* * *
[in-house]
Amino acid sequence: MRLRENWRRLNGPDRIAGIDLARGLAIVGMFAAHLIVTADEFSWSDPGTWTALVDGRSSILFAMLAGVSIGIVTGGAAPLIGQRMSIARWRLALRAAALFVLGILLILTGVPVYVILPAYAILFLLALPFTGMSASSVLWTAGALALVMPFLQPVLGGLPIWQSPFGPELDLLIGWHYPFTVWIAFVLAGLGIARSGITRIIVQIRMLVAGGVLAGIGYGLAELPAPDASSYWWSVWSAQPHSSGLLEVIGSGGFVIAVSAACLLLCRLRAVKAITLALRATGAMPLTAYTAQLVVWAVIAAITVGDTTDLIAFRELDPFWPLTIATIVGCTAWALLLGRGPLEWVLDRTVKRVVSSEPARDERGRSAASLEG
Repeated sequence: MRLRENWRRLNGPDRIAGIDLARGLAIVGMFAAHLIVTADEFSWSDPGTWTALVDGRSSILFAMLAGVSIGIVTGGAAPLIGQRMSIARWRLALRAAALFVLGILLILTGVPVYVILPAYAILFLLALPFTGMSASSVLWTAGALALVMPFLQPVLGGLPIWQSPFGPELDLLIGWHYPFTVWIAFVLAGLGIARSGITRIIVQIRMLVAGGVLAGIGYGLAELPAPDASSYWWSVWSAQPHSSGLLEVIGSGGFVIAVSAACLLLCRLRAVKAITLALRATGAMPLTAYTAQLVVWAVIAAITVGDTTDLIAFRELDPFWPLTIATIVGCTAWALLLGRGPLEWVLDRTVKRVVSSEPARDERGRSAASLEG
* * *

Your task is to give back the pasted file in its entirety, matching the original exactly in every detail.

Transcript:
[in-house]
Amino acid sequence: MRLRENWRRLNGPDRIAGIDLARGLAIVGMFAAHLIVTADEFSWSDPGTWTALVDGRSSILFAMLAGVSIGIVTGGAAPLIGQRMSIARWRLALRAAALFVLGILLILTGVPVYVILPAYAILFLLALPFTGMSASSVLWTAGALALVMPFLQPVLGGLPIWQSPFGPELDLLIGWHYPFTVWIAFVLAGLGIARSGITRIIVQIRMLVAGGVLAGIGYGLAELPAPDASSYWWSVWSAQPHSSGLLEVIGSGGFVIAVSAACLLLCRLRAVKAITLALRATGAMPLTAYTAQLVVWAVIAAITVGDTTDLIAFRELDPFWPLTIATIVGCTAWALLLGRGPLEWVLDRTVKRVVSSEPARDERGRSAASLEG
Repeated sequence: MRLRENWRRLNGPDRIAGIDLARGLAIVGMFAAHLIVTADEFSWSDPGTWTALVDGRSSILFAMLAGVSIGIVTGGAAPLIGQRMSIARWRLALRAAALFVLGILLILTGVPVYVILPAYAILFLLALPFTGMSASSVLWTAGALALVMPFLQPVLGGLPIWQSPFGPELDLLIGWHYPFTVWIAFVLAGLGIARSGITRIIVQIRMLVAGGVLAGIGYGLAELPAPDASSYWWSVWSAQPHSSGLLEVIGSGGFVIAVSAACLLLCRLRAVKAITLALRATGAMPLTAYTAQLVVWAVIAAITVGDTTDLIAFRELDPFWPLTIATIVGCTAWALLLGRGPLEWVLDRTVKRVVSSEPARDERGRSAASLEG